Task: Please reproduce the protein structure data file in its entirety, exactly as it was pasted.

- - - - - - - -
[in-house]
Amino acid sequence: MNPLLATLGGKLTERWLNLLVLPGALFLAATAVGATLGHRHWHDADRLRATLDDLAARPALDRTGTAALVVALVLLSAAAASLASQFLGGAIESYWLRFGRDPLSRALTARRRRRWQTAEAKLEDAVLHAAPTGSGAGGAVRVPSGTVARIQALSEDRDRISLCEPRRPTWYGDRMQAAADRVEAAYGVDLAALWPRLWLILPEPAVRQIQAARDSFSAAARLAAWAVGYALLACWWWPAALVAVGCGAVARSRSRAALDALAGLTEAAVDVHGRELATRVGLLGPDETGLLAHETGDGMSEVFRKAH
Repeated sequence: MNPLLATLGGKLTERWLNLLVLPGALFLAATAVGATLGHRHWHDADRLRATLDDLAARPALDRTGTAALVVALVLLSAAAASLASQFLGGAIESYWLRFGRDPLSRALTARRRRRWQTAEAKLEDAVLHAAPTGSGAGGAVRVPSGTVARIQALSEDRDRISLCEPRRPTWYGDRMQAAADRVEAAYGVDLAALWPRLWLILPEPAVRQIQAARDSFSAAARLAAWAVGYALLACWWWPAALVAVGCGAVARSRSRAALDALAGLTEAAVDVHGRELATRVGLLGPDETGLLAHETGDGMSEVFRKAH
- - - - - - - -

[in-house]
Amino acid sequence: MNPLLATLGGKLTERWLNLLVLPGALFLAATAVGATLGHRHWHDADRLRATLDDLAARPALDRTGTAALVVALVLLSAAAASLASQFLGGAIESYWLRFGRDPLSRALTARRRRRWQTAEAKLEDAVLHAAPTGSGAGGAVRVPSGTVARIQALSEDRDRISLCEPRRPTWYGDRMQAAADRVEAAYGVDLAALWPRLWLILPEPAVRQIQAARDSFSAAARLAAWAVGYALLACWWWPAALVAVGCGAVARSRSRAALDALAGLTEAAVDVHGRELATRVGLLGPDETGLLAHETGDGMSEVFRKAH
Repeated sequence: MNPLLATLGGKLTERWLNLLVLPGALFLAATAVGATLGHRHWHDADRLRATLDDLAARPALDRTGTAALVVALVLLSAAAASLASQFLGGAIESYWLRFGRDPLSRALTARRRRRWQTAEAKLEDAVLHAAPTGSGAGGAVRVPSGTVARIQALSEDRDRISLCEPRRPTWYGDRMQAAADRVEAAYGVDLAALWPRLWLILPEPAVRQIQAARDSFSAAARLAAWAVGYALLACWWWPAALVAVGCGAVARSRSRAALDALAGLTEAAVDVHGRELATRVGLLGPDETGLLAHETGDGMSEVFRKAH